Rules are about to change for consuming marijuana in Vegas

T0614THESOURCE_C_HR [Credit: The Source+]
The Source+ is among the Nevada dispensaries planning to add a consumption lounge when a new law goes into effect. Photo Credit: The Source+
Paul Szydelko
Paul Szydelko

For almost four years, Nevada has had places for tourists to legally buy marijuana but nowhere to legally consume it. That’s about to change with a new law that enables cannabis consumption lounges.

On-site consumption of cannabis products will be permitted at dispensaries or standalone lounges when a new law passed by the Nevada Legislature and signed by the governor earlier this month goes into effect on Oct. 1.

“The passage of [the bill] was a pivotal moment for the state and the industry,” said Brandon Wiegand, chief commercial officer on the Source+ dispensary, which has four locations throughout the state, including three in southern Nevada.

The state Cannabis Compliance Board (CCB) will regulate consumption lounges. Different types of licenses would be issued for sites attached to dispensaries or to stand-alone lounges selling single-use products for consumption on-site. Alcohol cannot be served in any consumption lounge.

The board must create the application and open the application period before any licenses will be issued or lounges can open. County and municipal governments will decide on allowing them in their geographical boundaries.

“The CCB understands the excitement and urgency around lounges and will be working to get that done as quickly as possible,” said Wiegand, who added the Source+ plans to apply for a lounge license.

Among the others planning to open a consumption lounge is Planet 13 Marijuana Dispensary. “We’ve long believed that tourists needed a safe, legal, and enjoyable place to consume cannabis and have been planning for a consumption lounge at the superstore since the bill was originally proposed two years ago,” said Bob Groesbeck, co-CEO of Planet 13.

NuWu Cannabis Marketplace, on Las Vegas Paiute land north of downtown, currently offers the only legal consumption lounge in the state. The 15,000-square-foot store opened a 1,200-square-foot tasting room in 2019.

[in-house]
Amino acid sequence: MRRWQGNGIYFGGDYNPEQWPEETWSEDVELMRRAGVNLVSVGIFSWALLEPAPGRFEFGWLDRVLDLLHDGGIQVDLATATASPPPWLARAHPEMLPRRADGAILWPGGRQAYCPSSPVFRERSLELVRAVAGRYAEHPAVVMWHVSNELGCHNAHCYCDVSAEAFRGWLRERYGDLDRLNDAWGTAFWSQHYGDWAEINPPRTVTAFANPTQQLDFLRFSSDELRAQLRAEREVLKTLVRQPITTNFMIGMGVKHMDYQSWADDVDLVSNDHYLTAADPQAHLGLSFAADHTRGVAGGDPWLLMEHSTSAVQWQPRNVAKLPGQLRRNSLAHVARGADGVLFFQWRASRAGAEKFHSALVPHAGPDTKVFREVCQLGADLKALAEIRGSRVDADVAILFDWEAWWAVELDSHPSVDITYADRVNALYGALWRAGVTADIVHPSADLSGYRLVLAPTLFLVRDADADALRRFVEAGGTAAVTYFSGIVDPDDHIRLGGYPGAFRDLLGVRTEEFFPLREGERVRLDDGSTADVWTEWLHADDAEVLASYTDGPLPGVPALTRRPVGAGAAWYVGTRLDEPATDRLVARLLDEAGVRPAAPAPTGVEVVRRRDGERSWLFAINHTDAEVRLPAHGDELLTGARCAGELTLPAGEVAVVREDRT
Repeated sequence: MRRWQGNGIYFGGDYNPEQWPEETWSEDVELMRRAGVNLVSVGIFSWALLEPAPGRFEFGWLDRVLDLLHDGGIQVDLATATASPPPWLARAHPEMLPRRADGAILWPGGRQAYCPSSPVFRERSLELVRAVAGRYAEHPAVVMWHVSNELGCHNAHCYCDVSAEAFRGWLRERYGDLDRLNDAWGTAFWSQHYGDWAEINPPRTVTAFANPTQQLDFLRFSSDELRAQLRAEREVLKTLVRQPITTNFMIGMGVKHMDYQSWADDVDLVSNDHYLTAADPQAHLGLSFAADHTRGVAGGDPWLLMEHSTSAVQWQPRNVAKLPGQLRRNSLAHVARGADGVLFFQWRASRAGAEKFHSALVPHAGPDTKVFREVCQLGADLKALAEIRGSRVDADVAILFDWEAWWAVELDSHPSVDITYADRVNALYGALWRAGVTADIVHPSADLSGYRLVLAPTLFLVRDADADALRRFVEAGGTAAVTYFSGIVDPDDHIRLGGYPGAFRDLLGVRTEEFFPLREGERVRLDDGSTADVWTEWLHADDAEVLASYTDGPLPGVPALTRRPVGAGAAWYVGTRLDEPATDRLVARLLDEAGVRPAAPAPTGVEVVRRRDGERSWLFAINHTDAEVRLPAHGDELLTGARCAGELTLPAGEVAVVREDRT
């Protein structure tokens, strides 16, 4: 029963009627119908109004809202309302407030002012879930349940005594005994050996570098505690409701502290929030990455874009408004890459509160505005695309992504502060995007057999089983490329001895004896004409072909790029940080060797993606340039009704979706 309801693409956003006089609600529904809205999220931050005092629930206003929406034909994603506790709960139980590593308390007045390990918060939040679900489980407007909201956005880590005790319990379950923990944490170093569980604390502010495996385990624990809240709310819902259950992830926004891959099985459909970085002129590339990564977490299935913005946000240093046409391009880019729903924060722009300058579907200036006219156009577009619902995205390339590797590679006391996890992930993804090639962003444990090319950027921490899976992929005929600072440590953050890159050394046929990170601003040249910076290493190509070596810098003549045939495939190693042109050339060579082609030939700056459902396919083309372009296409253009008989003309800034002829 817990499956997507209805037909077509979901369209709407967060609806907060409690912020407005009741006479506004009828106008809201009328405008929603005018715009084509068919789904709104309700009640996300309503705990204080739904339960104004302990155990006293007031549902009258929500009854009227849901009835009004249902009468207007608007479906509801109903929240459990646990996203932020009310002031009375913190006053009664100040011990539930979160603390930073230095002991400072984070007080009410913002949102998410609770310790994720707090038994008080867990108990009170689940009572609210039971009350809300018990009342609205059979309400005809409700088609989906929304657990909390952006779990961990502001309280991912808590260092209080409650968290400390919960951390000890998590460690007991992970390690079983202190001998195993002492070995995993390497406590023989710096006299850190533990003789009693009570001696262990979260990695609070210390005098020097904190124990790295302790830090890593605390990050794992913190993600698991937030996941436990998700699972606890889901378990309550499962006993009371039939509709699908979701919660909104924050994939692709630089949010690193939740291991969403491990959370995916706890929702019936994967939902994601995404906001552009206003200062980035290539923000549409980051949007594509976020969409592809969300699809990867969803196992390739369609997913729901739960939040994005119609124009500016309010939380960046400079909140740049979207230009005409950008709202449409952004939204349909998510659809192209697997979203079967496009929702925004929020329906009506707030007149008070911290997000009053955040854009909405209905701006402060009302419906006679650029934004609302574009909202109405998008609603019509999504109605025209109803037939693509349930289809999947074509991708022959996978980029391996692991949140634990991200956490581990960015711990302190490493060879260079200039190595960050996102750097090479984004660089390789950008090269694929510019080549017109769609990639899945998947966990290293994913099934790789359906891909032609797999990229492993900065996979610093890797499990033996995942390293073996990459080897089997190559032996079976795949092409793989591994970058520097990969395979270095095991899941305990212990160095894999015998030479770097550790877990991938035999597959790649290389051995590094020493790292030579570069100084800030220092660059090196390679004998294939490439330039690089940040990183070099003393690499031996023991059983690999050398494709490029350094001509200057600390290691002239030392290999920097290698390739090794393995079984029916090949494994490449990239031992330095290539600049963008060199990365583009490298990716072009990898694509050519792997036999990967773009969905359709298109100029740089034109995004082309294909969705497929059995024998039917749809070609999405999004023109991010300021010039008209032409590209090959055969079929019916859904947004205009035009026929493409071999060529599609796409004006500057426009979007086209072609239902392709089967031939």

Even when the new law goes into effect, it will still not be legal to smoke, eat or consume cannabis in casinos or in any of Las Vegas’ 150,000 hotel rooms. Because casinos are highly regulated with state licenses, they do not permit marijuana, which is still illegal under federal law.

The new Nevada law prohibits lounges from being licensed in or within 1,500 feet of casinos, similar to a law that prohibits short-term vacation rentals within 2,500 feet from hotels.

“Obviously, there have been some problems with people consuming in public,” state assemblyman Steve Yeager, the bill’s sponsor, told Vegas Inc. “Soon, there will be an answer when tourists ask where they’re allowed to consume. I think that will add to the experience that tourists have. I also think we’ll get some tourists to come here because of that consumption lounge experience.”

Nevada voters approved the recreational sale and use of marijuana for adults in 2016, and the first licensed retail pot shops opened in July 2017. Until this year, however, no state laws permitted its consumption in public, limiting its legal use to private residences.

An individual can purchase one ounce of marijuana or 3.5 grams of concentrate at one time, the same amount an individual is legally allowed to possess at any given time, at state-licensed dispensaries.


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